Gold Remains An Attractive Inflation Hedge - JPMorgan
(Kitco News) - Although prices pressures have dropped as growth concerns picked up, JPMorgan is warning investors not to underestimate long-term inflation risks and to look at gold for some protection.
In a report released last week, JPMorgan analyst John Normand said that Treasury Inflation-Protected Securities (TIPS) and gold remain the “most durable” hedges in an environment of rising inflation.
The comments come as inflation has fallen off the radar for most investors, who are instead focused on growing risks of an economic slowdown or even a recession.
“Despite H1 uncertainties over growth, US inflation risks through 2020 are still worth hedging given the Fed’s newish attempts to generate an inflation overshoot,” said Normand.
He added that gold is an attractive asset because higher inflation weighs on U.S. real interest rates, which undermines the U.S. dollar.
“When choosing inflation hedges for the next year or two, the source and the consequence of price pressures are key,” said Normand. “For us, these include a labor market that tightens further and pushes up core and eventually headline inflation Hence the TIPS overweight. Another is that the Fed will deliberately erode real yields to spur the economy, thus undermining the dollar versus alternative reserve currencies like Gold.”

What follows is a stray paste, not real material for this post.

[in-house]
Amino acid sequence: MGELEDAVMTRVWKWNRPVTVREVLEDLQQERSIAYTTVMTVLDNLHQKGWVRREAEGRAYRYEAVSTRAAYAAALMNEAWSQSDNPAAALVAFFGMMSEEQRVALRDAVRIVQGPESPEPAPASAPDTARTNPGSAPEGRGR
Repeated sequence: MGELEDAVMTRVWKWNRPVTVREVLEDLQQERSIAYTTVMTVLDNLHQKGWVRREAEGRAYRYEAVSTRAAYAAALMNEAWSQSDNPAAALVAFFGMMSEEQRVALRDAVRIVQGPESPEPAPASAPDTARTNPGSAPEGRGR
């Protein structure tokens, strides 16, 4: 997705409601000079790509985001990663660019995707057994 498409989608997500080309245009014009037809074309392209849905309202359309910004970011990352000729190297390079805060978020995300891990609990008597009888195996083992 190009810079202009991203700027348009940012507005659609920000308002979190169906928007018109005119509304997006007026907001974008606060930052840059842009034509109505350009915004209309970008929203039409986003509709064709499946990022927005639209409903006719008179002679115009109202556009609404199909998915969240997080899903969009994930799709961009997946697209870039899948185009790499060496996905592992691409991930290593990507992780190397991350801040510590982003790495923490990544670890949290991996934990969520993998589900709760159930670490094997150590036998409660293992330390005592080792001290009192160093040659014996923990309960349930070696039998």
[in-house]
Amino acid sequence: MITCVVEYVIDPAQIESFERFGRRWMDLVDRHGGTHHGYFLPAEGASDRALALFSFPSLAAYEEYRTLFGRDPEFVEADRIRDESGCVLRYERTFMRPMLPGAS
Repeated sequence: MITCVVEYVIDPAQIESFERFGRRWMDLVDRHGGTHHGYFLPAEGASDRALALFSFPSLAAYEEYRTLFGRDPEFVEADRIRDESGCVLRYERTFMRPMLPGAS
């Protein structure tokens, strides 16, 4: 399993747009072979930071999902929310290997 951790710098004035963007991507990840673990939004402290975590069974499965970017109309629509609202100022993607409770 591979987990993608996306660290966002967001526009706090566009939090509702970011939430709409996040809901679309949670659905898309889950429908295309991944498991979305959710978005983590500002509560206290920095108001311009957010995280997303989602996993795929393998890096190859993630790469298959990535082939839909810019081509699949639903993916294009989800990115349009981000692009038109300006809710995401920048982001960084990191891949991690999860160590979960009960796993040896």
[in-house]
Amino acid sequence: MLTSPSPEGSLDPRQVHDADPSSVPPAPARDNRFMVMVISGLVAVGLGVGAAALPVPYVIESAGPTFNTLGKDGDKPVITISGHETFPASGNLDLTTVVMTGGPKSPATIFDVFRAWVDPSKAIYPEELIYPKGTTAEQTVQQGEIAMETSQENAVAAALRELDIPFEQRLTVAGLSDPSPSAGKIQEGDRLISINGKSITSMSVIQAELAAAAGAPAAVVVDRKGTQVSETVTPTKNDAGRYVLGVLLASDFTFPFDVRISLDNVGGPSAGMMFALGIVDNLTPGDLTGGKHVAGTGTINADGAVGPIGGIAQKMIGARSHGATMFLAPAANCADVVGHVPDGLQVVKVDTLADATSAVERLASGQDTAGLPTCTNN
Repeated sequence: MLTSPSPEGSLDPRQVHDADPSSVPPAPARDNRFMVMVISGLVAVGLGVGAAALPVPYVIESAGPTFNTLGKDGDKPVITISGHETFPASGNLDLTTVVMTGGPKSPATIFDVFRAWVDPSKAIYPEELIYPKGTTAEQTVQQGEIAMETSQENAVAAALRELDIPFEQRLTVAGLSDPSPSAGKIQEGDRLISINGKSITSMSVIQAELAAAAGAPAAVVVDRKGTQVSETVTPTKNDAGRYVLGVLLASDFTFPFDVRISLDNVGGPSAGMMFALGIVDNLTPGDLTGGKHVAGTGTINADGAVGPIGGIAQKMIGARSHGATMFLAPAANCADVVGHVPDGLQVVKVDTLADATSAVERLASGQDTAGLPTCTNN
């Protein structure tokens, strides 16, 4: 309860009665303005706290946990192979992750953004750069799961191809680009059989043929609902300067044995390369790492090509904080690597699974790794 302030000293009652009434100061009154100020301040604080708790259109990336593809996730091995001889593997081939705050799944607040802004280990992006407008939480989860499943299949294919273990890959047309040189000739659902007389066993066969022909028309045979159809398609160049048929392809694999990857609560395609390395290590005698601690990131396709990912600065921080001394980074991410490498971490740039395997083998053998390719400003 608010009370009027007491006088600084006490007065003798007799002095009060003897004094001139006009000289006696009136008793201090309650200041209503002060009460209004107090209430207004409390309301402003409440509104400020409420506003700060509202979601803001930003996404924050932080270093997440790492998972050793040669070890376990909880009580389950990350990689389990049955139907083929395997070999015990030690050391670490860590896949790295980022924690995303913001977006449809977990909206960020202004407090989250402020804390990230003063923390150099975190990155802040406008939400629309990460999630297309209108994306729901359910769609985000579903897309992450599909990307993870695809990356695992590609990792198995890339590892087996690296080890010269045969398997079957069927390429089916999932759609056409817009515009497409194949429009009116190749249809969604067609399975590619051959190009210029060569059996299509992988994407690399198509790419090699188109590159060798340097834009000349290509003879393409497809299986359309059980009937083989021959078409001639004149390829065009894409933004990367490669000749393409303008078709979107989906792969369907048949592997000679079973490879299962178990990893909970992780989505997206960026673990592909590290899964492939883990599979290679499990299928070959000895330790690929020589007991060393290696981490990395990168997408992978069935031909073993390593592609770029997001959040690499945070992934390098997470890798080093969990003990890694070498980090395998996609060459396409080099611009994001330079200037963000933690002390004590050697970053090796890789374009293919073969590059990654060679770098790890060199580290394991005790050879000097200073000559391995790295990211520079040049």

The comments were made after gold prices pushed to a 10-month high. Although the market is off its recent highs, prices are still holding above critical support levels. April gold futures last traded at $1,330.80 an ounce, up 0.10% on the day.
Although the risks of an inflation overshoot remain relatively low, they are still among the top five risks mentioned by clients, Normand said.
“Until the January 30 Fed meeting, most considered a US inflation overshoot to be a tail risk rather than a policy objective,” he said. “The view we have been advancing for the past month is that the Fed has been slowly and subtly unveiling a regime change involving two principles: setting policy based on actual inflation rather than a forecast driven by low unemployment; and aiming for a mild overshoot of 2% core PCE to reinforce the symmetric inflation target that has been in its statement of longer-run goals since 2016.”